Word of the update comes by way of Stuff.tv's Mark Wilson, who picked up the tip during a tour of Nike's Beaverton, Oregon-based headquarters, in which he also got to check out distinct pieces of footwear the shoemaker has crafted for each of the 32 Summer Olympic sports.
"The first piece of news is that Nike+ will definitely be extending its compatibility beyond the iPod Nano to the iPhone and iPod Touch," he wrote. "No surprise there really, but the interesting detail is that it could also make use of both devices Wi-Fi (and, ultimately for the iPhone, 3G capability) to let you update your training log on the fly."
With the existing version of the kit, runners must first return to their Mac or PC, dock their iPod nano, launch iTunes, and then push their latest performance data to the Nike+ website. But with the new application written for the iPhone and iPod touch — presumably via Apple's iPhone SDK — runners will be able to beam that data to the website wirelessly the instant they complete their workout.
The wireless feature is said to be particularly suited for use with Nike+ Coach, a new feature of the Nike+ website launched this week that simulates the experiencing of having a personal trainer schedule training runs based around the Sport Kit's 5k, 10k, half marathon or full marathon programs.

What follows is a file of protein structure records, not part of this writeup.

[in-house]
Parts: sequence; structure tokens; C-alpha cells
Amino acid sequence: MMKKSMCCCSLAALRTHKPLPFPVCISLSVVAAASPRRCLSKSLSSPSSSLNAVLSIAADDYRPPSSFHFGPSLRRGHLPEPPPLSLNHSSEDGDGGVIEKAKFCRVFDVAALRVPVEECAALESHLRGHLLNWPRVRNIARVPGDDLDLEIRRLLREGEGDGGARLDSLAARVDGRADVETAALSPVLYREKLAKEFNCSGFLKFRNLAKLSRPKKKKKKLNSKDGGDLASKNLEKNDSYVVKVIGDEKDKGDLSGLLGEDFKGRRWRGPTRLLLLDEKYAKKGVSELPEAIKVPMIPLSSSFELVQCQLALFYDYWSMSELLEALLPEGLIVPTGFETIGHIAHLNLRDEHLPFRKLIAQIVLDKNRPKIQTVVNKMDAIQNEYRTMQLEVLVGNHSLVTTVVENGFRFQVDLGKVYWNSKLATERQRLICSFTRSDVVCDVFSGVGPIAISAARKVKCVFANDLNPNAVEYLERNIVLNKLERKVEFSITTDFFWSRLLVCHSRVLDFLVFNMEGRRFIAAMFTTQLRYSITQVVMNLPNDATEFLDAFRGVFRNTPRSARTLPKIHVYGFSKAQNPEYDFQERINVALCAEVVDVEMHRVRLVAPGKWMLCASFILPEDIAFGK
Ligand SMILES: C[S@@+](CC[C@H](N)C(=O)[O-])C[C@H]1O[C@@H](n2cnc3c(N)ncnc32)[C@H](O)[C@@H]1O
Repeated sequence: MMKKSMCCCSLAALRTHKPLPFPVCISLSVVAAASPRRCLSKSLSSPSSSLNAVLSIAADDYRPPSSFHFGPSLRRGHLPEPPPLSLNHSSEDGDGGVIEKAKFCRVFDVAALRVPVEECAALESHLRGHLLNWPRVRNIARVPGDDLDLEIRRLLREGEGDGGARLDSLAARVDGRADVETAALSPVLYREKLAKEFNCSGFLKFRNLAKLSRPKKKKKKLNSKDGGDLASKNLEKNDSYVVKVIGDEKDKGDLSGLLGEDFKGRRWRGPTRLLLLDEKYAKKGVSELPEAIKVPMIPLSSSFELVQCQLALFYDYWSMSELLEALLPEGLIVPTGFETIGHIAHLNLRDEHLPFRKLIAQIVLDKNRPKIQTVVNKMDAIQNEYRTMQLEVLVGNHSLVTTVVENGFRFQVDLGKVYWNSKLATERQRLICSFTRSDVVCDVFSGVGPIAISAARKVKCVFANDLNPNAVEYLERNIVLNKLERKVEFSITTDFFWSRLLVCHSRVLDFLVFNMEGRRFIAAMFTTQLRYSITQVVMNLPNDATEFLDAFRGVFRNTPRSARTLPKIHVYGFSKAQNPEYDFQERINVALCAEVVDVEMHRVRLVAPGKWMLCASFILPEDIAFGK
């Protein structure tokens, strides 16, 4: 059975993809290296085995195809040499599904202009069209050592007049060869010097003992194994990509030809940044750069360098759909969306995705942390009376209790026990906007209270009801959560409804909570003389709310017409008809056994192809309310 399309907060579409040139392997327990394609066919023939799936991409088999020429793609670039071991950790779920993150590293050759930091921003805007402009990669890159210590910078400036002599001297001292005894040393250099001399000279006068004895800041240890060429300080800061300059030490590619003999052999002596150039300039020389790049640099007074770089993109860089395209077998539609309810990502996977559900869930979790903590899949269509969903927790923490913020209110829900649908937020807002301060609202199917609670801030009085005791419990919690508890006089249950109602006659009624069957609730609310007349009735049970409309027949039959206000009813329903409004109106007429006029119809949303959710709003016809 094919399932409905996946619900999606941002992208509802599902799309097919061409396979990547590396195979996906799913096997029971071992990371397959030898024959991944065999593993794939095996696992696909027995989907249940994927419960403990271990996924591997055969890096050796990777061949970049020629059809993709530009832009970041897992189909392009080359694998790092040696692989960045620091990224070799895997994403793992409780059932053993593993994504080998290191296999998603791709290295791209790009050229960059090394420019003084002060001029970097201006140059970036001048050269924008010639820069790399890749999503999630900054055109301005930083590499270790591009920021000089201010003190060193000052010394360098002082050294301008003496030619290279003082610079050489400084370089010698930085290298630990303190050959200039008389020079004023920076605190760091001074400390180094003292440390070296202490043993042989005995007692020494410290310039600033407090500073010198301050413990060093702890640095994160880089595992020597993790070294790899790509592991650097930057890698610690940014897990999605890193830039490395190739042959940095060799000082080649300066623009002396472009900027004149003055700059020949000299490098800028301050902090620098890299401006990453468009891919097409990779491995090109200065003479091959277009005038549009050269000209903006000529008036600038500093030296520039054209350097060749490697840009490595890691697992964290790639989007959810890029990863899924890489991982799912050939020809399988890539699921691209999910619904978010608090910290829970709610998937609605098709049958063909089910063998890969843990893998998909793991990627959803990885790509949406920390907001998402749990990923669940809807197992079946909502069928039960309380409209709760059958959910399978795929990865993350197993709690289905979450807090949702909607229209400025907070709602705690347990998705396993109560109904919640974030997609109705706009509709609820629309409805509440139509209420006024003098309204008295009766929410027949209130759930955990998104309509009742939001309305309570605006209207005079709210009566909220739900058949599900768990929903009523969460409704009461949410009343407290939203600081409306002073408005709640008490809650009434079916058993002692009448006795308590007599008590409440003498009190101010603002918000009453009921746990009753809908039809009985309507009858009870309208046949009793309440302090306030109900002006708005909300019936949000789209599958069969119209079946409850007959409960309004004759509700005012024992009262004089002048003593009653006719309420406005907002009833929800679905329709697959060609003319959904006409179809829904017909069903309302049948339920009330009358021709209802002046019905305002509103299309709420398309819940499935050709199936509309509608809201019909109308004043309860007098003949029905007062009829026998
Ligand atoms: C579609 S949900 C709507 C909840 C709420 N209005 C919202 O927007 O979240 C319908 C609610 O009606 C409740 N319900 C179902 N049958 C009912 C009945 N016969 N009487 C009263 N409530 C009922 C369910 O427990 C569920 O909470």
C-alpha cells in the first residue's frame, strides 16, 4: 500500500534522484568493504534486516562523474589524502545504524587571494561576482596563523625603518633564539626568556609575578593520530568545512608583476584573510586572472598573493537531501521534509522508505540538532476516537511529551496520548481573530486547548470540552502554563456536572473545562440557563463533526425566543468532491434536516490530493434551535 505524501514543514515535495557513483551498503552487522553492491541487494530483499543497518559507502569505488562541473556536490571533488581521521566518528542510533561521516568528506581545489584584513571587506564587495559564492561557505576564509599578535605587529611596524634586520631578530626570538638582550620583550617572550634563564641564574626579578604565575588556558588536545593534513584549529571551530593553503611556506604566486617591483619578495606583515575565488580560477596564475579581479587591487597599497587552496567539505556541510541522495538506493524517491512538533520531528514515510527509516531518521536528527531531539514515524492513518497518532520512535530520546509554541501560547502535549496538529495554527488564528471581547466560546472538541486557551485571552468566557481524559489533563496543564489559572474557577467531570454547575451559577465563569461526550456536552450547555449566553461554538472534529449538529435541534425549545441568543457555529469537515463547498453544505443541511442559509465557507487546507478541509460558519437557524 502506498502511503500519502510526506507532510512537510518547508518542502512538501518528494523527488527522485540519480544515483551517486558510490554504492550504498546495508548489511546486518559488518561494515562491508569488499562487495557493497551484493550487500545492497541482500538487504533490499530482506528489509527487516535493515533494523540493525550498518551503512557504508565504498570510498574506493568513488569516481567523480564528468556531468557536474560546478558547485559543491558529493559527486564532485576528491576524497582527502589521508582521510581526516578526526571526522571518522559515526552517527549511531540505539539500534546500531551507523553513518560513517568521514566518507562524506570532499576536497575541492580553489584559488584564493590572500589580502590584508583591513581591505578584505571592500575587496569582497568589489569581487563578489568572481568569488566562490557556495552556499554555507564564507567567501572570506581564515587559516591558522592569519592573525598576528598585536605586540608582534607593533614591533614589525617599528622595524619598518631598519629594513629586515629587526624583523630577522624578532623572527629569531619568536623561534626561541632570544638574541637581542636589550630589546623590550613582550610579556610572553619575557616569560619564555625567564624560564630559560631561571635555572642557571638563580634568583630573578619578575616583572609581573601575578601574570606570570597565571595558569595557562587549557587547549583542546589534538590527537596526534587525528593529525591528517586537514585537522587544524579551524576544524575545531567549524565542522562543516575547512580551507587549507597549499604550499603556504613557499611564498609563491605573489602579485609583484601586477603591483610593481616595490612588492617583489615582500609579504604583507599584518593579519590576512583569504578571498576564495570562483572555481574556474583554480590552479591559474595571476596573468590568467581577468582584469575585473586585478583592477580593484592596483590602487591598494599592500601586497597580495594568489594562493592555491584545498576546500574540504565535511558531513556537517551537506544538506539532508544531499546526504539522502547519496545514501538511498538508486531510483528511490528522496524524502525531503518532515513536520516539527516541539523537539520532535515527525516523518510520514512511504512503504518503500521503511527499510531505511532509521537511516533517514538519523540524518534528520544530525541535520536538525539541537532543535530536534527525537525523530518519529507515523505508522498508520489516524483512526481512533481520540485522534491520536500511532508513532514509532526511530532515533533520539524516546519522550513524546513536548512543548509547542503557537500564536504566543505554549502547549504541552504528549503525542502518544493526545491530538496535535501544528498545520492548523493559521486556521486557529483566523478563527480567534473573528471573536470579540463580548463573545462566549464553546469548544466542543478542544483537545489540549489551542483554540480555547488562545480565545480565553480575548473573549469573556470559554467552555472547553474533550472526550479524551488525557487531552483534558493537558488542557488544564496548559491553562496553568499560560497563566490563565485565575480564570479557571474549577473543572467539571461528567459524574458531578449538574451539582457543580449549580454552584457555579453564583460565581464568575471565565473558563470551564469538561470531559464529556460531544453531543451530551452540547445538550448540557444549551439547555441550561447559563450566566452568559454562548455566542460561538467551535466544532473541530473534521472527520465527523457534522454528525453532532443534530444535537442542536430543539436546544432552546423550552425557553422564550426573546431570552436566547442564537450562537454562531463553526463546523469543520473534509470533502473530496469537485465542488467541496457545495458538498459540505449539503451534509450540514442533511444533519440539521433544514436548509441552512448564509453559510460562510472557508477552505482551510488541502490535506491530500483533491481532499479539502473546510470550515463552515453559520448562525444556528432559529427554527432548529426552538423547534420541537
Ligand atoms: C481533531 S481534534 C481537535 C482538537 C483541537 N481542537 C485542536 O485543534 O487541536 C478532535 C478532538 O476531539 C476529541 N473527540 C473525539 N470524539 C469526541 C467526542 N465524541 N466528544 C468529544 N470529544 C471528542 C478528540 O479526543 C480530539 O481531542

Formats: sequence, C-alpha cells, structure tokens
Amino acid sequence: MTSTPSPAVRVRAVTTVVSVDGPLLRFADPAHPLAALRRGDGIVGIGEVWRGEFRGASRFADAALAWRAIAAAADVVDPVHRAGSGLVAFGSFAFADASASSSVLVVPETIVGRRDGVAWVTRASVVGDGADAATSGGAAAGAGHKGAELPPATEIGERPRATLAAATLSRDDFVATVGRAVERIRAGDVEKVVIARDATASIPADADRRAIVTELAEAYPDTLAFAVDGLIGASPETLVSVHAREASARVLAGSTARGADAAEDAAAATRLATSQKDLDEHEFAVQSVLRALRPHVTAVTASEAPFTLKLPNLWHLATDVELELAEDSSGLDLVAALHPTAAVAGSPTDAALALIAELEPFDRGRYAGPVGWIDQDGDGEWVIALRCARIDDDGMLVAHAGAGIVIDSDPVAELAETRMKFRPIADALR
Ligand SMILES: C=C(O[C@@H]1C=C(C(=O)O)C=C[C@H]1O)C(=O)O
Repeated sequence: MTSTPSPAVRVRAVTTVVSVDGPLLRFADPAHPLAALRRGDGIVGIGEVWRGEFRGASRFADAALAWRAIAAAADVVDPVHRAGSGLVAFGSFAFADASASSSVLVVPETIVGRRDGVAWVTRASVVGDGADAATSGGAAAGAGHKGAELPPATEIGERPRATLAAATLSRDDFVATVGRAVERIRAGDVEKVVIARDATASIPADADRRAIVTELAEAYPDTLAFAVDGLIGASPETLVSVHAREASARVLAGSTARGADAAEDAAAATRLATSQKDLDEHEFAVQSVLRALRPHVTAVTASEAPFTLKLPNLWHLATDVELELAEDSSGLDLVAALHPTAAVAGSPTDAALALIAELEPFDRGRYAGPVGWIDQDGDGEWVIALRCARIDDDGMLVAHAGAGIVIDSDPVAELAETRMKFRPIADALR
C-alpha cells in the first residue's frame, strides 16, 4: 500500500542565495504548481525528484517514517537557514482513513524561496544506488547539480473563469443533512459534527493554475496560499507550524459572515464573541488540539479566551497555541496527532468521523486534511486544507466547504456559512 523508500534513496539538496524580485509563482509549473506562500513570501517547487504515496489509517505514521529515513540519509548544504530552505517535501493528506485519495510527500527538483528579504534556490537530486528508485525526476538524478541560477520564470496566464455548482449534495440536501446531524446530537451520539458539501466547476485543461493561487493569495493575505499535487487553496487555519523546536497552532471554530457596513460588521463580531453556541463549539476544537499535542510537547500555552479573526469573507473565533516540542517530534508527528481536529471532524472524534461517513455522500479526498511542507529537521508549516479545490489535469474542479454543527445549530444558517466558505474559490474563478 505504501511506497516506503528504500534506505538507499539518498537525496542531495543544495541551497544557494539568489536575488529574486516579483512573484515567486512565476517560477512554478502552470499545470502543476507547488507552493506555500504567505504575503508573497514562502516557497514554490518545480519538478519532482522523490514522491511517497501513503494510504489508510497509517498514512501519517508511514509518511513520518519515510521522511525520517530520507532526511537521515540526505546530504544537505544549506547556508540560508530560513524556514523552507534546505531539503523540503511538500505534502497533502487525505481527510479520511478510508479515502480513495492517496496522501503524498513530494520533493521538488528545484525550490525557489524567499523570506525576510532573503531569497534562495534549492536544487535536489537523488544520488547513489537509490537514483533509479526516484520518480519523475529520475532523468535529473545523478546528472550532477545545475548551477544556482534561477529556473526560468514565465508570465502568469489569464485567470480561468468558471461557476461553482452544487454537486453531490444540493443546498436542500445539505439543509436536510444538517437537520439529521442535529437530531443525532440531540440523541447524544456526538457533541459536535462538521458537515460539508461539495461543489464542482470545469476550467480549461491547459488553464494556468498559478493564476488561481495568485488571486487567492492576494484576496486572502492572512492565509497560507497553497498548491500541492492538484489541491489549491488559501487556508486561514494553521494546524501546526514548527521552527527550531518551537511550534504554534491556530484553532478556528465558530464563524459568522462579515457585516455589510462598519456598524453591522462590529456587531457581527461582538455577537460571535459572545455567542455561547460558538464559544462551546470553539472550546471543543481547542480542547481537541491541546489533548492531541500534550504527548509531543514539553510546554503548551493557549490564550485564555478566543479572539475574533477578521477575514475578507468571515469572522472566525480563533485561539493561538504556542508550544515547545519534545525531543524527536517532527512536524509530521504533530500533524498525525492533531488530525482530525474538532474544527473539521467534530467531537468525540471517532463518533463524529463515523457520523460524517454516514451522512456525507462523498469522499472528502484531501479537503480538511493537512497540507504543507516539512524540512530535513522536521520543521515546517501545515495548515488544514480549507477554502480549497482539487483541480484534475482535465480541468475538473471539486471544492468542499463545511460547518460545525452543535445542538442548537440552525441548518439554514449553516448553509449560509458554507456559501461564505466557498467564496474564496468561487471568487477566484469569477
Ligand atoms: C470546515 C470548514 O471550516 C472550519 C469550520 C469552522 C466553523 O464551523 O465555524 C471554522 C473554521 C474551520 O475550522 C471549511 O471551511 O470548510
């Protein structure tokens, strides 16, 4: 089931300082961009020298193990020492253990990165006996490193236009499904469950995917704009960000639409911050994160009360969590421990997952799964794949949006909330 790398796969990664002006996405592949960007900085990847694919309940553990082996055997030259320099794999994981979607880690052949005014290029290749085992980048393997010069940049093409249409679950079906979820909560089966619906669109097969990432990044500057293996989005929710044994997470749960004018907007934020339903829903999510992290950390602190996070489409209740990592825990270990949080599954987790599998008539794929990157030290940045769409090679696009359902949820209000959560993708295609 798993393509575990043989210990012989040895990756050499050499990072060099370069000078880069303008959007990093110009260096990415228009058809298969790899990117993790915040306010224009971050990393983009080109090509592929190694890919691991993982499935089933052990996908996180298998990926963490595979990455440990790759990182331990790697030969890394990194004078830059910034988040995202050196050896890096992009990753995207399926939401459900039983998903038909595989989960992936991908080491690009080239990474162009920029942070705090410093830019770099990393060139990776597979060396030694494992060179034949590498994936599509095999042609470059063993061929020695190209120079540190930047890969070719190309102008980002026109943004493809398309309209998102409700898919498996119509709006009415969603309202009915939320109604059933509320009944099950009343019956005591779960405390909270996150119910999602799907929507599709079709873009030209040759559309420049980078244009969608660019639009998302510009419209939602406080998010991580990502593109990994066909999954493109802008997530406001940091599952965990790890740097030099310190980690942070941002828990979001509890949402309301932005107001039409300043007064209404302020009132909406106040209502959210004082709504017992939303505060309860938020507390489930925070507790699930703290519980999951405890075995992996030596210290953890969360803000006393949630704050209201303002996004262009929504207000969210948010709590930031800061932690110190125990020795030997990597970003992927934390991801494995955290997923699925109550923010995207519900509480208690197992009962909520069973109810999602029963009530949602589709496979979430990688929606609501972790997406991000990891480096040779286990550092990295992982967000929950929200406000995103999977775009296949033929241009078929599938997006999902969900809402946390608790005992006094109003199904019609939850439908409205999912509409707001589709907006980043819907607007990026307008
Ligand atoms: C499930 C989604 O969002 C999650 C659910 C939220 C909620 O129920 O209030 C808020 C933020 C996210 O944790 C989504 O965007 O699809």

Launched in May of 2006, the $30 Nike + iPod Sport Kit for the iPod nano immediately became a runaway success, selling over 450,000 units in less than 90 days. Since then, it's believed Nike and Apple have gone on to sell millions more.
In fact, the response was so overwhelming that by early 2007 Nike said that it had sold over 3 million Nike+ compatible running shoes and as a result would build support for the iPod technology into every single pair of running shoes by the end of 2007.
Recently, however, a couple of revelations have raised questions about the success of the Nike + iPod franchise going forward. In October, AppleInsider noted that Nike and Apple were jointly hit with a lawsuit over the technology, one seemingly of considerable merit.
In the 8-page complaint, a Utah-based athletic company alleged that it had patented similar technology in 1998 and then pitched a license to Nike two years later. According to the suit, the shoemaker sternly denied interest only to come to market with the same concept under the Nike+ moniker six years later.
Still, the largest threat to the performance-gauging technology may be Apple itself, which as AppleInsider exclusively revealed last month, is developing its own full-fledged digital lifestyle fitness companion that's far more functional and feature-rich than the Nike+ offerings.